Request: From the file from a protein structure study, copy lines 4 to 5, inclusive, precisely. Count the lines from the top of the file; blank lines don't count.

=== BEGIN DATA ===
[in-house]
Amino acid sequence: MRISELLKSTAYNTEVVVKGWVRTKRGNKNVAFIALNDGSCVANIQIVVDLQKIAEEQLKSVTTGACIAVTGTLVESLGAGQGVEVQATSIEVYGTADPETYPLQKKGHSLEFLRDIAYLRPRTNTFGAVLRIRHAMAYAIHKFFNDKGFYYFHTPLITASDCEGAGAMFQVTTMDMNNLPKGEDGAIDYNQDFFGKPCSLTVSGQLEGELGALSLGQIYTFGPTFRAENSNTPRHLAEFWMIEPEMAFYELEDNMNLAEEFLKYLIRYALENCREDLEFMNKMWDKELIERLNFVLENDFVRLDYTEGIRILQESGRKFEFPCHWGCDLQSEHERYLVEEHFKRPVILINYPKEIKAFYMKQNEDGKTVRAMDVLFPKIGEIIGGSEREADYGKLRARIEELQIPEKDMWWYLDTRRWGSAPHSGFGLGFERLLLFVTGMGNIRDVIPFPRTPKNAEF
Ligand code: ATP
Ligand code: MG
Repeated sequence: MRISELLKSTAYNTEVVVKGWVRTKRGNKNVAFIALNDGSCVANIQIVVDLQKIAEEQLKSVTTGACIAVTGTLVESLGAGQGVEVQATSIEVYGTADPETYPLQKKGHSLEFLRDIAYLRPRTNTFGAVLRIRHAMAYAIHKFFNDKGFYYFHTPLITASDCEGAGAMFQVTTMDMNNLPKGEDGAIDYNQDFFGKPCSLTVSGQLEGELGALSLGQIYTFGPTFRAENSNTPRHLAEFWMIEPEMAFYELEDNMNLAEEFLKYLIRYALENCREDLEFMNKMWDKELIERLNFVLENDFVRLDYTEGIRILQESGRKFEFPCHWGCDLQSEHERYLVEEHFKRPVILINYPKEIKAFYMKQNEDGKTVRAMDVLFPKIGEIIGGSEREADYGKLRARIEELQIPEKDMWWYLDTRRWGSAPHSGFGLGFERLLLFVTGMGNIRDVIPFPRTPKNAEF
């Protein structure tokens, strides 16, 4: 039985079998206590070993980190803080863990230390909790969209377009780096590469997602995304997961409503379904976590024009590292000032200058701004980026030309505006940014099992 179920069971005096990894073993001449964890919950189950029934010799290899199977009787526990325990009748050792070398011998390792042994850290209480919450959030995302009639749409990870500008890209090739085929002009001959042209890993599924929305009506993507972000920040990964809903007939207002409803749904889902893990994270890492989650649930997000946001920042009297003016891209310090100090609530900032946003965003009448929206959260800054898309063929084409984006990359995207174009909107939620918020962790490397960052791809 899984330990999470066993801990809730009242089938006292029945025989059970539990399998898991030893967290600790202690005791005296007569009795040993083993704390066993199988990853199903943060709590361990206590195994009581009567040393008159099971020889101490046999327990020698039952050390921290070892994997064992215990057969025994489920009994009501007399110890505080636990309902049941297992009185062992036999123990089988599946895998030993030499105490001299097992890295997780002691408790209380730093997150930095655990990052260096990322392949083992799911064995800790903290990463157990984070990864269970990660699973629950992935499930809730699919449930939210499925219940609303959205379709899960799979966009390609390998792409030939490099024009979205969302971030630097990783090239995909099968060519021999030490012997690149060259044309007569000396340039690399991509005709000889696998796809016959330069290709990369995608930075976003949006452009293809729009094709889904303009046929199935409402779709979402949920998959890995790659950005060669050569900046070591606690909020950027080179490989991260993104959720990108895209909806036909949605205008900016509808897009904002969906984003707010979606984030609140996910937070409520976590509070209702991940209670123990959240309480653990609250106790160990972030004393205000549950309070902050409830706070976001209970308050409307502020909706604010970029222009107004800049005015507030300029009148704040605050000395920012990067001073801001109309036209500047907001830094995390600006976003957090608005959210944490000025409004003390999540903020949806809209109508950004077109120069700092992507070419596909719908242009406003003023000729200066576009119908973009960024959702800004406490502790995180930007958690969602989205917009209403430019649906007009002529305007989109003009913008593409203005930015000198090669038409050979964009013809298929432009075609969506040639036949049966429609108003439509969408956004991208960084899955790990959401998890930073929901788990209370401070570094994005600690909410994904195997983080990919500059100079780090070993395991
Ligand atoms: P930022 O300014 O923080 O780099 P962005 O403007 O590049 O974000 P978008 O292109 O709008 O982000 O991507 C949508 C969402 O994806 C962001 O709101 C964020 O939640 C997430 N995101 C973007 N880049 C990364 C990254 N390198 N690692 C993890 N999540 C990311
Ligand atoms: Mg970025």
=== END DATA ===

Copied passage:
Ligand code: MG
Repeated sequence: MRISELLKSTAYNTEVVVKGWVRTKRGNKNVAFIALNDGSCVANIQIVVDLQKIAEEQLKSVTTGACIAVTGTLVESLGAGQGVEVQATSIEVYGTADPETYPLQKKGHSLEFLRDIAYLRPRTNTFGAVLRIRHAMAYAIHKFFNDKGFYYFHTPLITASDCEGAGAMFQVTTMDMNNLPKGEDGAIDYNQDFFGKPCSLTVSGQLEGELGALSLGQIYTFGPTFRAENSNTPRHLAEFWMIEPEMAFYELEDNMNLAEEFLKYLIRYALENCREDLEFMNKMWDKELIERLNFVLENDFVRLDYTEGIRILQESGRKFEFPCHWGCDLQSEHERYLVEEHFKRPVILINYPKEIKAFYMKQNEDGKTVRAMDVLFPKIGEIIGGSEREADYGKLRARIEELQIPEKDMWWYLDTRRWGSAPHSGFGLGFERLLLFVTGMGNIRDVIPFPRTPKNAEF